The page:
Our challenges of internal security
How bad (or good) is the internal security situation in India today? As with everything else in this country, anecdotal evidence can simultaneously prove both the assumptions right. The data about terror incidents and number of casualties (civilians, security personnel and terrorists) will though show that the internal security situation is better today than in the last 25 years. But that picture might also be deceiving. Because that situation can change very quickly if the progress is not sustained.
Let us start with Jammu and Kashmir. Despite the public protests of 2008 and 2010, the security situation in the state has shown a constant improvement since 2003. 2012 was a particularly peaceful year when a record number of tourists visited the Kashmir Valley, and the number of terror incidents and casualties were the lowest since 1989. Infiltration figures from Pakistan into the state were low.
The central forces were reducing their presence in the state. But 2013 has begun on a sour note. Pakistani terrorists of the Lashkar-e-Taiba infiltrated and killed five CRPF troopers in a suicide attack. In an effort to link it to the public sentiment after Afzal Guru’s hanging, the supposedly Kashmiri terrorist group that Hizbul Mujahdieen (even though its chief, Syed Salahuddin lives in Pakistan), a local media service reported that Hizbul had claimed the attack.
Is this incident a dying flicker of the candle or a pivotal moment signalling the return of terrorism to Valley? With Pakistan providing an active base to send terrorists into Kashmir, it is hard to say. And Pakistan has an almost unending supply of jehadis. Although Kashmiri separatists do sympathise with them, there are scarcely any Kashmiri terrorists left now.
The NATO forces are withdrawing from Afghanistan, and Pakistani politicians and public wants to negotiate peace with the Pakistani Taliban. With an economy in doldrums and no plans to either punish and eliminate, or deradicalise and rehabilitate these jehadis, Pakistan army and ISI are likely to direct these brainwashed hordes to Kashmir.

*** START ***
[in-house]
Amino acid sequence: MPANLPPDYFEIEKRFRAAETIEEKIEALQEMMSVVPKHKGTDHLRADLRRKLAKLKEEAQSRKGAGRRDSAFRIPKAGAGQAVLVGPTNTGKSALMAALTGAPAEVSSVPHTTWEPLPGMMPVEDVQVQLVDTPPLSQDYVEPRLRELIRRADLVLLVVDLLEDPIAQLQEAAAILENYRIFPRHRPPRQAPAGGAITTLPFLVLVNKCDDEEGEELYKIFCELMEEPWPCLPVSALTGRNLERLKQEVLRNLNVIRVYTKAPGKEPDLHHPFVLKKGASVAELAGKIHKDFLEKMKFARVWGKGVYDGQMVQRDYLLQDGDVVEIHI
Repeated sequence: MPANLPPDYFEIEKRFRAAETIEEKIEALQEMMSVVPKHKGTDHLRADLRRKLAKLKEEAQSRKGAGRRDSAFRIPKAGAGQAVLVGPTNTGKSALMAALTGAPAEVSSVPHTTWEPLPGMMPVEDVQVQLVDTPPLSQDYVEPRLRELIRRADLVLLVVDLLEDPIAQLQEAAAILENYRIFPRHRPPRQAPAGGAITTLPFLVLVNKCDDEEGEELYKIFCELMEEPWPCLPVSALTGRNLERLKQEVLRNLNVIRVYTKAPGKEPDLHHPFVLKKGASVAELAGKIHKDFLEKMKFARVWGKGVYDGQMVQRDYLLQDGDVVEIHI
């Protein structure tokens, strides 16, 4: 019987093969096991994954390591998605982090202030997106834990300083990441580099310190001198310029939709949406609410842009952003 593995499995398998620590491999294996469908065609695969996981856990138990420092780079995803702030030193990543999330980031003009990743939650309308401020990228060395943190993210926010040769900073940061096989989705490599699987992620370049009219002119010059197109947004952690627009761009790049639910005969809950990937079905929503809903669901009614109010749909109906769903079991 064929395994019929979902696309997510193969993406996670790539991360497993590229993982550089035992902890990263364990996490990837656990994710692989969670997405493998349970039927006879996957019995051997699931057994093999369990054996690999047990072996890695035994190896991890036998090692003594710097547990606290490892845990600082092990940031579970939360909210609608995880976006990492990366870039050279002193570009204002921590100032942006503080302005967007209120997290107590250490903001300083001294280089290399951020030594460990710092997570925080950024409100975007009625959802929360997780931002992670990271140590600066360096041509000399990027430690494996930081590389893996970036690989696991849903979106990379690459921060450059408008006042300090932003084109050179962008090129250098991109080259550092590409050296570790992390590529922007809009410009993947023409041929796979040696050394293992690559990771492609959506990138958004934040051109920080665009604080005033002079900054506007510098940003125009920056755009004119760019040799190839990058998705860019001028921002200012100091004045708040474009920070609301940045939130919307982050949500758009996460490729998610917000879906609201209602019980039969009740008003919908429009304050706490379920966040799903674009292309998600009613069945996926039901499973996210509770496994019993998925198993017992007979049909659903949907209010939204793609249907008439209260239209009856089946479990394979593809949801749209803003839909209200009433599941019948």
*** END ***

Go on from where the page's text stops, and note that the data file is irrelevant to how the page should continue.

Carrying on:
Even the best laid plans and professionalism of the security forces manning the Line of Control can’t completely stop their infiltration. The situation in the northeastern states is definitely better. India’s improved relations with both Bangladesh and Myanmar means insurgents do not get a secure foreign base. Most insurgent leaders have been arrested. Under pressure, the insurgent groups have split.
They now operate as criminal-insurgent groups involved in illegal activity and have relations with the local political leaders. While the current situation seems better than the high level of violence seen in the region a decade ago, the deeply entrenched politico-insurgent economy is inherently unstable and can be easily exploited. We have seen evidence of this in Assam last year, and often in Manipur and Nagaland. If Bangladesh gets an anti-India government after the next elections, things could worsen quickly.
Away from these border areas, the Maoist challenge is the long war that India faces. While gains have been made in Chhattisgarh and West Bengal, the situation in Orissa doesn’t inspire confidence. The improvement in Jharkhand might not last beyond the President’s Rule in the state. And a fractured mandate in Andhra Pradesh after the next elections could see a revival of the Maoists.
Despite much publicity, the efficacy and efficiency of development projects in Maoist-affected areas remains questionable. Meanwhile, the intellectual supporters of Maoists freely propagate their views, largely uncontested by either the government or other public intellectuals.
What is the way out? One popular suggestion is about having a political solution to these problems. But what, for example, is the political solution for Kashmir? Or for Nagaland, where agreements were signed in 1975 and in the last decade? Or with Maoists, where Andhra Pradesh entered a ceasefire in 2004 allowing the Maoists to gain strength?
That doesn’t mean politics doesn’t have a role in these regions. Its role is not to impose some magical solution (remember the fate of Assam Accord and the Punjab Accord signed by Rajiv Gandhi) but to have a continuous process, where it engages with all sections of society, bridges ethnic gaps and amicably resolves differences. The government can help by bringing the fruits of development to these areas.
But neither development nor the political process can happen if people can’t undertake routine social and economic activity with normality. Ensuring the Rule of Law and a climate of security is thus the essential, though not sufficient condition to successfully overcome our internal security challenges. Let us never forget that.
Sushant K Singh is Fellow for National Security at the Takshashila Institution and editor of Pragati-The Indian National Interest Review